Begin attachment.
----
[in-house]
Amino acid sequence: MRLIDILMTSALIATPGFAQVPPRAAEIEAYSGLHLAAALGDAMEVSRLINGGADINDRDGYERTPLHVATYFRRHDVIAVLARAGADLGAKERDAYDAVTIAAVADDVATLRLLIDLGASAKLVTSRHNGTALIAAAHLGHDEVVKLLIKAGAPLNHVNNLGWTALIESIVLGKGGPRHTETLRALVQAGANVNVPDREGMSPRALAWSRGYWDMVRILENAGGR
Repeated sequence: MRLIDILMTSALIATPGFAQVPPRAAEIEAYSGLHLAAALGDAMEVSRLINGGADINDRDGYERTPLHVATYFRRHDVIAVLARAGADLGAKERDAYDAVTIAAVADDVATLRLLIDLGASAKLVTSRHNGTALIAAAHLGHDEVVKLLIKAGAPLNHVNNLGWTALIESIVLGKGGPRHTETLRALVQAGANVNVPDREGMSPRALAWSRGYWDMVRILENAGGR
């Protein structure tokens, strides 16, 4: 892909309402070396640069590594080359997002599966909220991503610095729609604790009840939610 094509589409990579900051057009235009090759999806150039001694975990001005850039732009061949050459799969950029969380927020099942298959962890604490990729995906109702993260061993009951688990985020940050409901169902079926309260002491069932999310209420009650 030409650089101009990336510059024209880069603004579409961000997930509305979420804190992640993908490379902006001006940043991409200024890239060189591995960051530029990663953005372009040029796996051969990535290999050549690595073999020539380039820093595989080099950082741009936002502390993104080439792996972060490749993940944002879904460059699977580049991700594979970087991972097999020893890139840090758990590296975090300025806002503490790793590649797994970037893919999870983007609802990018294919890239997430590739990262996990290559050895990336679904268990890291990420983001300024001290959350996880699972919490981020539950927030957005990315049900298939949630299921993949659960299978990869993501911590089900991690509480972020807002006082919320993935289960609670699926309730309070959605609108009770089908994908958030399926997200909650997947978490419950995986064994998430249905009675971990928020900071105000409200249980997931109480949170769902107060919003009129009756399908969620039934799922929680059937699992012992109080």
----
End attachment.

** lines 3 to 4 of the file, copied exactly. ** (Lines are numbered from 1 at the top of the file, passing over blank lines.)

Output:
Repeated sequence: MRLIDILMTSALIATPGFAQVPPRAAEIEAYSGLHLAAALGDAMEVSRLINGGADINDRDGYERTPLHVATYFRRHDVIAVLARAGADLGAKERDAYDAVTIAAVADDVATLRLLIDLGASAKLVTSRHNGTALIAAAHLGHDEVVKLLIKAGAPLNHVNNLGWTALIESIVLGKGGPRHTETLRALVQAGANVNVPDREGMSPRALAWSRGYWDMVRILENAGGR
């Protein structure tokens, strides 16, 4: 892909309402070396640069590594080359997002599966909220991503610095729609604790009840939610 094509589409990579900051057009235009090759999806150039001694975990001005850039732009061949050459799969950029969380927020099942298959962890604490990729995906109702993260061993009951688990985020940050409901169902079926309260002491069932999310209420009650 030409650089101009990336510059024209880069603004579409961000997930509305979420804190992640993908490379902006001006940043991409200024890239060189591995960051530029990663953005372009040029796996051969990535290999050549690595073999020539380039820093595989080099950082741009936002502390993104080439792996972060490749993940944002879904460059699977580049991700594979970087991972097999020893890139840090758990590296975090300025806002503490790793590649797994970037893919999870983007609802990018294919890239997430590739990262996990290559050895990336679904268990890291990420983001300024001290959350996880699972919490981020539950927030957005990315049900298939949630299921993949659960299978990869993501911590089900991690509480972020807002006082919320993935289960609670699926309730309070959605609108009770089908994908958030399926997200909650997947978490419950995986064994998430249905009675971990928020900071105000409200249980997931109480949170769902107060919003009129009756399908969620039934799922929680059937699992012992109080």